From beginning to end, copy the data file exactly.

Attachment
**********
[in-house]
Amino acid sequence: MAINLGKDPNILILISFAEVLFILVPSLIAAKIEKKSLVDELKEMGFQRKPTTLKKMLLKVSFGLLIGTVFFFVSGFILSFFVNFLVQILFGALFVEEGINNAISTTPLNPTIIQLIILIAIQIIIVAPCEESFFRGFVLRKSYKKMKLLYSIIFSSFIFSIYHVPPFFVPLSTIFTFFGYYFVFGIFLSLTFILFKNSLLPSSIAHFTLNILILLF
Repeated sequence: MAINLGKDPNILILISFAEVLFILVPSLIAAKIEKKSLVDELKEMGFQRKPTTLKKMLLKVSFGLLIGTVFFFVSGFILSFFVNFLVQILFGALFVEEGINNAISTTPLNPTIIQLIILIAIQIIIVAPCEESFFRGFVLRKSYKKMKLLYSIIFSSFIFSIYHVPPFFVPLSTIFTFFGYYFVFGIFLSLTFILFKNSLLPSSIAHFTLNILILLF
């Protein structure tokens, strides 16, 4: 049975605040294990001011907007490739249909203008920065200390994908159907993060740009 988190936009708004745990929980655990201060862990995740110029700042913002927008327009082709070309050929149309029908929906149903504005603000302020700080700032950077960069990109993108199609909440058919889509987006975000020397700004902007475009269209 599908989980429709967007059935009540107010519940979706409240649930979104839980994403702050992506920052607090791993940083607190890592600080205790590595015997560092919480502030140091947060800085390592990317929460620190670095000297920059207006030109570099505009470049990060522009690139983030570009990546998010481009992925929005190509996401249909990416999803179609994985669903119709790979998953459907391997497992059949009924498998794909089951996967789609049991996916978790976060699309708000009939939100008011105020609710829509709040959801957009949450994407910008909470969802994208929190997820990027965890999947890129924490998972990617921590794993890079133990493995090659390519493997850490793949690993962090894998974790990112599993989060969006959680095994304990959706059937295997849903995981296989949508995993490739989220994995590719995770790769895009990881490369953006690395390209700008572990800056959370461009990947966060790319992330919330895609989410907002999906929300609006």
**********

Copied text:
[in-house]
Amino acid sequence: MAINLGKDPNILILISFAEVLFILVPSLIAAKIEKKSLVDELKEMGFQRKPTTLKKMLLKVSFGLLIGTVFFFVSGFILSFFVNFLVQILFGALFVEEGINNAISTTPLNPTIIQLIILIAIQIIIVAPCEESFFRGFVLRKSYKKMKLLYSIIFSSFIFSIYHVPPFFVPLSTIFTFFGYYFVFGIFLSLTFILFKNSLLPSSIAHFTLNILILLF
Repeated sequence: MAINLGKDPNILILISFAEVLFILVPSLIAAKIEKKSLVDELKEMGFQRKPTTLKKMLLKVSFGLLIGTVFFFVSGFILSFFVNFLVQILFGALFVEEGINNAISTTPLNPTIIQLIILIAIQIIIVAPCEESFFRGFVLRKSYKKMKLLYSIIFSSFIFSIYHVPPFFVPLSTIFTFFGYYFVFGIFLSLTFILFKNSLLPSSIAHFTLNILILLF
């Protein structure tokens, strides 16, 4: 049975605040294990001011907007490739249909203008920065200390994908159907993060740009 988190936009708004745990929980655990201060862990995740110029700042913002927008327009082709070309050929149309029908929906149903504005603000302020700080700032950077960069990109993108199609909440058919889509987006975000020397700004902007475009269209 599908989980429709967007059935009540107010519940979706409240649930979104839980994403702050992506920052607090791993940083607190890592600080205790590595015997560092919480502030140091947060800085390592990317929460620190670095000297920059207006030109570099505009470049990060522009690139983030570009990546998010481009992925929005190509996401249909990416999803179609994985669903119709790979998953459907391997497992059949009924498998794909089951996967789609049991996916978790976060699309708000009939939100008011105020609710829509709040959801957009949450994407910008909470969802994208929190997820990027965890999947890129924490998972990617921590794993890079133990493995090659390519493997850490793949690993962090894998974790990112599993989060969006959680095994304990959706059937295997849903995981296989949508995993490739989220994995590719995770790769895009990881490369953006690395390209700008572990800056959370461009990947966060790319992330919330895609989410907002999906929300609006």